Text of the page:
The night out had been an enjoyable one. Perhaps a little too enjoyable, given her head was filled with a fuzzy sensation from all the drinks she’d been knocking back. Still, the night air was cutting through the alcohol fog in her brain, and home was only a quick shortcut through the park. Wrapping her jacket tighter around herself, she passed through the gates and only got a meter in before someone was calling out to her.
“I don’t think this is a good idea, human.” A droll voice intoned.
Quickly looking about, and feeling her head swim from the rapid movements, she could see no one except a bony-looking cat perched on top of an illuminated bollard.
“Yes, I said that.” The cat spoke, peering up at her with eyes glowing a bright green.
“My apartment building’s just five minutes that way.” She said, pointing off down the park. The cat tilted its head as it regarded her. “Well, ten minutes. It’d be half an hour walking around.”
“Oh no, a whole half hour?” The cat gasped, rolling its head in derision. “And you humans call cats lazy. I really suggest you go the other way. The long way.”
“Oh yeah, well why… why am I listening to a talking cat? Cats can’t talk.” She blinked, stepping closer to look at the moggy. Its tortoiseshell fur was lit from the light from the bollard underneath it.
Leaping from its perch, the cat started to batter at her bare legs with his head. “Go.” Batter. “The.” Ram. “Long.” Another headbutt. “Way.” A whip of the tail. “Home.” Then the claws came out to scratch at the unprotected flesh.
“Ow!” She backed off a bit, only for the cat to come and claw at her again. Further and further back she was driven before she was back on the well-lit street, the animal hissing at her with its heckles raised. “Fine, fine, I’ll go the long way home. Stupid cat.” With an annoyed grunt, she followed the pavement around. It took just over thirty minutes for her to get home, down a glass of water and fall into bed.
She was awakened by the blaring ring of her phone. Grumbling to herself, she rolled off the small double bed and picked it up. “What?!”
“Oh thank god you’re okay, Bex!” It was her colleague, Natasha.
“I know I had a bit to drink last night, but of course I’m-”
“You haven’t heard?” Natasha gasped. “There was a murder in the park last night. I know you cut through that way sometimes, like an idiot.”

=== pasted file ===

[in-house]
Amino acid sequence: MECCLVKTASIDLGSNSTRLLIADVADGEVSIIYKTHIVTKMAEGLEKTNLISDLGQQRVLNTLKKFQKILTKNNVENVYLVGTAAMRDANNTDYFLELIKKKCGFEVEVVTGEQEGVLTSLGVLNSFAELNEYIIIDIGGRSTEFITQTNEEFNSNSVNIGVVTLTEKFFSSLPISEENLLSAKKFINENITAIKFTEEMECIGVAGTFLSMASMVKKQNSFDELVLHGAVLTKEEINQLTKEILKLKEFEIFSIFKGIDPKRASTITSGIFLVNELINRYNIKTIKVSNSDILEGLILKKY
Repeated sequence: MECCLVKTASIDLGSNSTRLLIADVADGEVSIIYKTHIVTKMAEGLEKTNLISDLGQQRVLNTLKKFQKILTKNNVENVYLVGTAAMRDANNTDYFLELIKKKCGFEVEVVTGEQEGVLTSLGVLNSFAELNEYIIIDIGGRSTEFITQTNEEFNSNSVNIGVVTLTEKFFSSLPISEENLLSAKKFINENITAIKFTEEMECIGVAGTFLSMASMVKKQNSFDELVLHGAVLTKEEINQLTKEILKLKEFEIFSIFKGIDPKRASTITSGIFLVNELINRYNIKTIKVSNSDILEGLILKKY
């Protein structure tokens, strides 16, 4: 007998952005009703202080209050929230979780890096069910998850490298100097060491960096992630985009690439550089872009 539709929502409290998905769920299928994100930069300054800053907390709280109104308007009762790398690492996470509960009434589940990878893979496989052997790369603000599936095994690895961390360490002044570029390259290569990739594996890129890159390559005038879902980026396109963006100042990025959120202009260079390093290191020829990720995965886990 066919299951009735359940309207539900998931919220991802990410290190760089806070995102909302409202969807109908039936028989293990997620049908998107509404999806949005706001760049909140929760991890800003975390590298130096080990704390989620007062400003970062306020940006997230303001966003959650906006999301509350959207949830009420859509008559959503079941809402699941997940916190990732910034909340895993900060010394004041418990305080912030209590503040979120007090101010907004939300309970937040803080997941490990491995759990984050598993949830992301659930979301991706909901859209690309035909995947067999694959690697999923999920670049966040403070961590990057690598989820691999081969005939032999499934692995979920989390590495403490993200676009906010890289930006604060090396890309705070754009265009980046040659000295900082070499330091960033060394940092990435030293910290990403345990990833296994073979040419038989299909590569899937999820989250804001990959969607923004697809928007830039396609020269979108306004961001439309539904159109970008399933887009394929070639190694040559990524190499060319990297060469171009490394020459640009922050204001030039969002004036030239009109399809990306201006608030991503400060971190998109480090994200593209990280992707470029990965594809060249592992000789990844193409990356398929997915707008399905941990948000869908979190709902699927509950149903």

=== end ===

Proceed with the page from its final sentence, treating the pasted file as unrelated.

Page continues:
Bex felt her stomach drop. “I almost did but some cat told me not to.”
“… A cat told you not to?”
“Don’t laugh. It…” With a pause, she looked down at her legs. There were thin red lines running down her shinbones. “… It just scratched me, that’s all. So I went the long way instead.” Her stomach felt like there was a massive weight in there. “I’ll talk to you later, okay?”
“Okay, Bex. Just, call if you need anything, okay?” Natasha said before hanging up.
Bex quickly showered, applied some antiseptic cream to her shins, and dressed before heading off to the park. Police cars and vans were dotted about, all the entrances sealed off with police tape as reporters said their pieces to camera with the park entrances as a backdrop. Walking the half hour around to get to the other side, she saw the tortoiseshell perched up on the wall, chin resting on its front paws and ears flat.
Crossing the street, Bex popped into the corner shop and bought a pack of boneless salmon flakes. Checking both ways, she headed back to the cat and opened the pack. “I brought you some fish. To say thanks.” She said, looking up at the cat.
After a moment, a pair of eyes fixed on her before the skinny animal leapt down to circle around her legs. With careful fingers she held out a chunk of pink fish for the hungry animal. “I won’t take any more shortcuts.” She said as the animal ate. “And I won’t drink as much either.”
The cat meowed, licking its lips before going for another piece of fish.
“You didn’t have to scratch me so much though.” She smiled. The look the cat gave her was one of doubt before swiveling its head to look up the road. “Okay, maybe you did have to.” She said as another set of police cars came past.